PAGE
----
Notably, high-spin fastballs are also known to induce pop-ups. Burnes has plenty of spin, but his heater has not allowed a ton of flies (23.9% FB%) yet. Still, the flies it has allowed have included a good number of pop-ups (25% IFFB%). Burnes could be a low-BABIP, low-HR/FB guy with elite spin if his profile holds, which makes him a very intriguing waiver add.

Fastballs alone don't produce elite K% rates, but Burnes has another lethal weapon in his slider. Its 39% SwStr% this season is out of this world, and its 24.6% rate from 2018 suggests that it's a legitimate strikeout pitch. Burnes doesn't typically place it in the zone (31.7% Zone% this season), but it's a lethal pitch to put hitters away as long as hitters chase it at anything close to its current 50% rate.

Unfortunately, it all goes downhill from there. Burnes has a sinker, but it's not obvious why (5.6% SwStr%, 22.2% Zone%). He has a changeup, but it's averaging 92.2mph for less than a 3% differential with his fastball. His curve is okay (10.2% SwStr% career), but its high Zone% (59.2%) and low chase rate (25%) make it more of a bendy fastball than a second put-away pitch. In short, Burnes has two elite pitches, a passable curve, and blah.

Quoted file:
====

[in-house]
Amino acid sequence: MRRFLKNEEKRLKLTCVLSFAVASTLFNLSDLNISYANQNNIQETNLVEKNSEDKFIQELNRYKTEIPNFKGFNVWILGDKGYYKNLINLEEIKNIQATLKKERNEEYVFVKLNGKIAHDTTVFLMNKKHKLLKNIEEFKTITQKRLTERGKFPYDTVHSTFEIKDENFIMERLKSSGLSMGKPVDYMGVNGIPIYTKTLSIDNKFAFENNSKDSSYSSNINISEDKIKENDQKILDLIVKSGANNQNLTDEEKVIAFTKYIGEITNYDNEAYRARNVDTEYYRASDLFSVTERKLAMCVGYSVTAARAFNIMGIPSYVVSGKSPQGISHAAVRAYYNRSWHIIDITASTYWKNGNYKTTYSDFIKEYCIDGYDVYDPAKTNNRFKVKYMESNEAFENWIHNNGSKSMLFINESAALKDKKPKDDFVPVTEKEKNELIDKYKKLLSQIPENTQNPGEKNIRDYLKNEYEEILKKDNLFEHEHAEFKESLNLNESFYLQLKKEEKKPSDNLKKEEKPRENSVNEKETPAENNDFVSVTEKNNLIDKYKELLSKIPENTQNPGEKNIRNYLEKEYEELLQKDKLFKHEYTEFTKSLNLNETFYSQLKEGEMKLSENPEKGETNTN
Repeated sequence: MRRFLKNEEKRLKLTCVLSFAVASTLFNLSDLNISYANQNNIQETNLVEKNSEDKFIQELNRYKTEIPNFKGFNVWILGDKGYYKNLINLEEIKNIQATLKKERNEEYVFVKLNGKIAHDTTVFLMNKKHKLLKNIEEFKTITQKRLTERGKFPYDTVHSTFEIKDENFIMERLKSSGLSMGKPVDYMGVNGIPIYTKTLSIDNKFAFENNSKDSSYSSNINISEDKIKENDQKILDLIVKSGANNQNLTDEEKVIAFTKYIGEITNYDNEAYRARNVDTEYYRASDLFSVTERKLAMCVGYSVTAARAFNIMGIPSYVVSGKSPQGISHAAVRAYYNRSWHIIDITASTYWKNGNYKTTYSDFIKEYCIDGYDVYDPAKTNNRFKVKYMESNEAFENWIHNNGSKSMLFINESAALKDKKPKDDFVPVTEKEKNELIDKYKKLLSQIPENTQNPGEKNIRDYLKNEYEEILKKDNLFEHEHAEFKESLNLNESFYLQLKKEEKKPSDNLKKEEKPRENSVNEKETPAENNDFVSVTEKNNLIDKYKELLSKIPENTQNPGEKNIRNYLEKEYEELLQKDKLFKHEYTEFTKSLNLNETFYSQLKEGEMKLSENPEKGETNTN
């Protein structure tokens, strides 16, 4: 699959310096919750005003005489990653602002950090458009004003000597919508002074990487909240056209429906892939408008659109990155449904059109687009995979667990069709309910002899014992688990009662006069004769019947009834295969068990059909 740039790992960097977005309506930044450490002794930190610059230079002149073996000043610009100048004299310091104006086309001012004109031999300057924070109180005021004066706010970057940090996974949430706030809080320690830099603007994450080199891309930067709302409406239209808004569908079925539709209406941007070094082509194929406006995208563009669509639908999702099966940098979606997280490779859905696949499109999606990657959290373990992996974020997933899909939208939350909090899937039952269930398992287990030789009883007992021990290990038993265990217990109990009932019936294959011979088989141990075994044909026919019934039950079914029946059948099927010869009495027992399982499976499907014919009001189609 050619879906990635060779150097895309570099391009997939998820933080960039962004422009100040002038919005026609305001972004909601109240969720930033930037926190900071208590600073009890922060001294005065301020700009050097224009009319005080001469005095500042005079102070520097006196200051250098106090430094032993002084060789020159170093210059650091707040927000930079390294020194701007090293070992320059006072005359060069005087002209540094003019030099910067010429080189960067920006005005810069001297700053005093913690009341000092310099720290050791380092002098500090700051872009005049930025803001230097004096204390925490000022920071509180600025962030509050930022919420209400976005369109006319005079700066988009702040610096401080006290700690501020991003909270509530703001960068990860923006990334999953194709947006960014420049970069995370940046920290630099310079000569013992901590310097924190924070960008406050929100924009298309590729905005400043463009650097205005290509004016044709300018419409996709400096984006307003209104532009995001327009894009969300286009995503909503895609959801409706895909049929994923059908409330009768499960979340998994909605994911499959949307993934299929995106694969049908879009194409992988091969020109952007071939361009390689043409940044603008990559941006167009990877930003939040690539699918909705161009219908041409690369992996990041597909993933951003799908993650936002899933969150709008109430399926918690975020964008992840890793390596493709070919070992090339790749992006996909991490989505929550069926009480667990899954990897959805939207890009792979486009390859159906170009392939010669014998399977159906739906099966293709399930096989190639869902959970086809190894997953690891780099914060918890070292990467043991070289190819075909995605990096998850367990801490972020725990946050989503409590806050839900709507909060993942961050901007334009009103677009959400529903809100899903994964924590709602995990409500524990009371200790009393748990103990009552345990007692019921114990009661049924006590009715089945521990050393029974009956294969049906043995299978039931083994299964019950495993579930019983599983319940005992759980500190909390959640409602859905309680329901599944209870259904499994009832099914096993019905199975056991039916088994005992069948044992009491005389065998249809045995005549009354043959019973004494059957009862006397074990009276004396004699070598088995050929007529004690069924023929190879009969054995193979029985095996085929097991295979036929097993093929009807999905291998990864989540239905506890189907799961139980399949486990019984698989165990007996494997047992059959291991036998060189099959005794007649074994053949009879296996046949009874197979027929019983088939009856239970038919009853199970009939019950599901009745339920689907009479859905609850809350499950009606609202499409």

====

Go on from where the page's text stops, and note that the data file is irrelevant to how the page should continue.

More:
Burnes's minor league history is interesting, but mixed. He was great at Double-A in 2017, posting a 2.10 ERA and 2.76 xFIP in 85 2/3 IP. He also had a solid ratio of Ks (24.9%) to walks (5.9%). Graduating to Triple-A didn't go as well, as his ERA ballooned to 5.15 (4.37 xFIP) in 78 2/3 IP. His Ks went down slightly (23.6%), while his free passes increased substantially (9%). Luck metrics such as BABIP and strand rate were the biggest differentiator between the two campaigns, though he flashed a skill to limit the long ball at both stops (2.7% HR/FB at Double-A, 8.9% at Triple-A).

In summation, Burnes is an intriguing arm backed by a strong team, so he should be owned in a lot more than 16% of leagues. He also carries RP-eligibility if you play in a format that cares about such things. That said, you might want to wait a week to pick him up or start him on your bench. His next two starts come against the terrifying Dodgers lineup and a strong Cardinals unit, which should tell us a lot about how he stacks up against the best of the best.

Verdict: Champ (based on current 16% ownership)

 

Trent Thornton (SP, TOR)

18% Owned

Thornton is actually quite similar to Burnes. The 25-year-old (Burnes is 24) is also racking up Ks (39.5% K%), though his walk rate so far (5.3%) is considerably lower than his Brewer counterpart's (8.7%). He also doesn't have a 75% HR/FB, allowing Thornton's ERA (1.69) to be slightly better than his peripherals (2.38 xFIP) in his 10 2/3 IP.